· Super Systolic Array :

The super systolic array is a generalization of the systolic array. Because the classical synthesis methods (algebraic, i. e. projection-based synthesis), yielding only uniformDPUarrays permitting only linear pipes, systolic arrays could be used only to implement applications with regular data dependencies. By using simulated annealinginstead,Rainer Kresshas introduced the generalized systolic array: the super systolic array. Its application is not restricted to applications with regular data dependencies.


An application Example - Polynomial Evaluation

Horner's rule for evaluating a polynomial is:

y= (...(((an*x+an− 1) *x+an− 2) *x+an− 3) *x+ ... +a1) *x+a0

A linear systolic array in which the processors are arranged in pairs: one multiplies its input byxand passes the result to the right, the next addsajand passes the result to the right.

Advantages and Disadvantages:-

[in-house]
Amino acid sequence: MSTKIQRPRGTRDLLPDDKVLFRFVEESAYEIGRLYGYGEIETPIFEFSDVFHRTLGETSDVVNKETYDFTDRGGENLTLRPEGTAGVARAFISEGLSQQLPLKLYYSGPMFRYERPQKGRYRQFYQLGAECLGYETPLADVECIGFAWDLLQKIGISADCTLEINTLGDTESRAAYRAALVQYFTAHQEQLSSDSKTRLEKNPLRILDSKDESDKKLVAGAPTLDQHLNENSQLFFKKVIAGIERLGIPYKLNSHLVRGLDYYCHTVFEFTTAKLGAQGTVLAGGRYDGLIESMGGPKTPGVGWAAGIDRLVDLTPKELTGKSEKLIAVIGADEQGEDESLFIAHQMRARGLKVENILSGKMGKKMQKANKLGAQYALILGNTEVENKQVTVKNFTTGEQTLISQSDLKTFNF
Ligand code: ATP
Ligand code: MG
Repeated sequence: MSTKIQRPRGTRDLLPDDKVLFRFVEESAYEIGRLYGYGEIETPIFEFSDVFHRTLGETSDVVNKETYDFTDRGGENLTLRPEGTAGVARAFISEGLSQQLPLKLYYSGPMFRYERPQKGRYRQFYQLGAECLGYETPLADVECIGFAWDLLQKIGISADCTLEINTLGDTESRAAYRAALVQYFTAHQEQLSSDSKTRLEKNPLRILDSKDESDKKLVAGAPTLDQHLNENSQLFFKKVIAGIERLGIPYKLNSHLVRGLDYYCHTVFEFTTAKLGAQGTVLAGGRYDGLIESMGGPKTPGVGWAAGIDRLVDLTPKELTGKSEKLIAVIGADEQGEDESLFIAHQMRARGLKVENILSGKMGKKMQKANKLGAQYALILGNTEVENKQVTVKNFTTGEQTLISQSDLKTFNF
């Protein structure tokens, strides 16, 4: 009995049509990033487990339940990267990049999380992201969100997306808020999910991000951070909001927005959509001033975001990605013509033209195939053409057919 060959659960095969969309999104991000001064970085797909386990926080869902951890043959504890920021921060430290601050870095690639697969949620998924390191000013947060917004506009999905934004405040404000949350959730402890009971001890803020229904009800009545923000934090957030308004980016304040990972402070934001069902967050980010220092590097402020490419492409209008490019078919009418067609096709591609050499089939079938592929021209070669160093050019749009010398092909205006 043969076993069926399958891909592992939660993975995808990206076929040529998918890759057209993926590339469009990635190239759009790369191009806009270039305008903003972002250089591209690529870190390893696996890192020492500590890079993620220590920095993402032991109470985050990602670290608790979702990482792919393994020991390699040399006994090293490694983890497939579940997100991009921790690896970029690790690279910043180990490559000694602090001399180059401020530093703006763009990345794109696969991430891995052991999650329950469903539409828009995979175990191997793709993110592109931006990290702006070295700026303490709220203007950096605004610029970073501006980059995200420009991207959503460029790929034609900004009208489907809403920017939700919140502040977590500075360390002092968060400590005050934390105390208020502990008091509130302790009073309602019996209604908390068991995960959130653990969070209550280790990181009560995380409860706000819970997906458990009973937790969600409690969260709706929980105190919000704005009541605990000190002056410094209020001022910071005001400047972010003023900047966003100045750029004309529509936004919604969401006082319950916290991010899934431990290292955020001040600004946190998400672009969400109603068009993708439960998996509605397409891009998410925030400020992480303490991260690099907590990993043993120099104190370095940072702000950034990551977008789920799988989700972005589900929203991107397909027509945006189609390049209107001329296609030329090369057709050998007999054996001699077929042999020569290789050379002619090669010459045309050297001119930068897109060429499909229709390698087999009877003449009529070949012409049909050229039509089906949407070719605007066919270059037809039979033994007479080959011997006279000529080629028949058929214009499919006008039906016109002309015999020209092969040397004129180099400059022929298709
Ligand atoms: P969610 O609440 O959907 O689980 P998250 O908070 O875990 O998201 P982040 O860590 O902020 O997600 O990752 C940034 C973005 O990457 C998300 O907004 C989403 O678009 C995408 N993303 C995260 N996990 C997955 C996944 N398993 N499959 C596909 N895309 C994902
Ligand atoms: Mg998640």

• Faster
  • Scalable


  • Expensive
  • Highly specialized for particular applications
  • Difficult to build

More about systolic architectures :-

Systolic architectures are designed by using linear mapping techniques on regular dependence graphs (DG).

  • Regular Dependence Graph : The presence of an edge in a certain direction at any node in the DG represents presence of an edge in the same direction at all nodes in the DG.
  • DG corresponds to space representation no time instance is assigned to any computation t=0. • Systolic architectures have a space-time representation where each node is mapped to a certain processing element(PE) and is scheduled at a particular time instance.
  • Systolic design methodology maps an N-dimensional DG to a lower dimensional systolic architecture.
  • Mapping of N-dimensional DG to (N-1) dimensional